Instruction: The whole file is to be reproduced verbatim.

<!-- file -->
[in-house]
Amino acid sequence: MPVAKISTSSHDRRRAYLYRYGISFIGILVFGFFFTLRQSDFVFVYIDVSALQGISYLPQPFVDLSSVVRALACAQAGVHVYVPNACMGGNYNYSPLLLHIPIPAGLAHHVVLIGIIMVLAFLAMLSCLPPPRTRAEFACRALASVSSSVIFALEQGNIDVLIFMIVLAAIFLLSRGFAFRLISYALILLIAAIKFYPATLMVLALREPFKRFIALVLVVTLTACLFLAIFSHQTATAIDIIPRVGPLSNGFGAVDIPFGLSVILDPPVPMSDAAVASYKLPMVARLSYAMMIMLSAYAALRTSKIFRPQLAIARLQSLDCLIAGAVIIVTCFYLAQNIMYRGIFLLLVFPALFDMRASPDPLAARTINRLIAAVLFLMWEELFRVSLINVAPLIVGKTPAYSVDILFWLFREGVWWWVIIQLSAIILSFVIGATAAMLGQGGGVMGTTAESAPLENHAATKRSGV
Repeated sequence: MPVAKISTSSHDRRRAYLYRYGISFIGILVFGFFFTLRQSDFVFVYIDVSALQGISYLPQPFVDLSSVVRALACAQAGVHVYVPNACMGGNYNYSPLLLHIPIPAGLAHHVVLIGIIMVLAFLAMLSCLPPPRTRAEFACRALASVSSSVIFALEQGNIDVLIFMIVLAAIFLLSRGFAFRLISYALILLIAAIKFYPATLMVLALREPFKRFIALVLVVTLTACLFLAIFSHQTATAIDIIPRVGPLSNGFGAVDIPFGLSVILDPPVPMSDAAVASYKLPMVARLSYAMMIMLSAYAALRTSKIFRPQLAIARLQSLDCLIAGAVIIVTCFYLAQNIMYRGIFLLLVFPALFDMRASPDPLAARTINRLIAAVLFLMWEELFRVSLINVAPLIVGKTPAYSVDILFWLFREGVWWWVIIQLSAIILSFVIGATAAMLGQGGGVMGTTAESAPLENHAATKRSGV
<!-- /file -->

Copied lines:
[in-house]
Amino acid sequence: MPVAKISTSSHDRRRAYLYRYGISFIGILVFGFFFTLRQSDFVFVYIDVSALQGISYLPQPFVDLSSVVRALACAQAGVHVYVPNACMGGNYNYSPLLLHIPIPAGLAHHVVLIGIIMVLAFLAMLSCLPPPRTRAEFACRALASVSSSVIFALEQGNIDVLIFMIVLAAIFLLSRGFAFRLISYALILLIAAIKFYPATLMVLALREPFKRFIALVLVVTLTACLFLAIFSHQTATAIDIIPRVGPLSNGFGAVDIPFGLSVILDPPVPMSDAAVASYKLPMVARLSYAMMIMLSAYAALRTSKIFRPQLAIARLQSLDCLIAGAVIIVTCFYLAQNIMYRGIFLLLVFPALFDMRASPDPLAARTINRLIAAVLFLMWEELFRVSLINVAPLIVGKTPAYSVDILFWLFREGVWWWVIIQLSAIILSFVIGATAAMLGQGGGVMGTTAESAPLENHAATKRSGV
Repeated sequence: MPVAKISTSSHDRRRAYLYRYGISFIGILVFGFFFTLRQSDFVFVYIDVSALQGISYLPQPFVDLSSVVRALACAQAGVHVYVPNACMGGNYNYSPLLLHIPIPAGLAHHVVLIGIIMVLAFLAMLSCLPPPRTRAEFACRALASVSSSVIFALEQGNIDVLIFMIVLAAIFLLSRGFAFRLISYALILLIAAIKFYPATLMVLALREPFKRFIALVLVVTLTACLFLAIFSHQTATAIDIIPRVGPLSNGFGAVDIPFGLSVILDPPVPMSDAAVASYKLPMVARLSYAMMIMLSAYAALRTSKIFRPQLAIARLQSLDCLIAGAVIIVTCFYLAQNIMYRGIFLLLVFPALFDMRASPDPLAARTINRLIAAVLFLMWEELFRVSLINVAPLIVGKTPAYSVDILFWLFREGVWWWVIIQLSAIILSFVIGATAAMLGQGGGVMGTTAESAPLENHAATKRSGV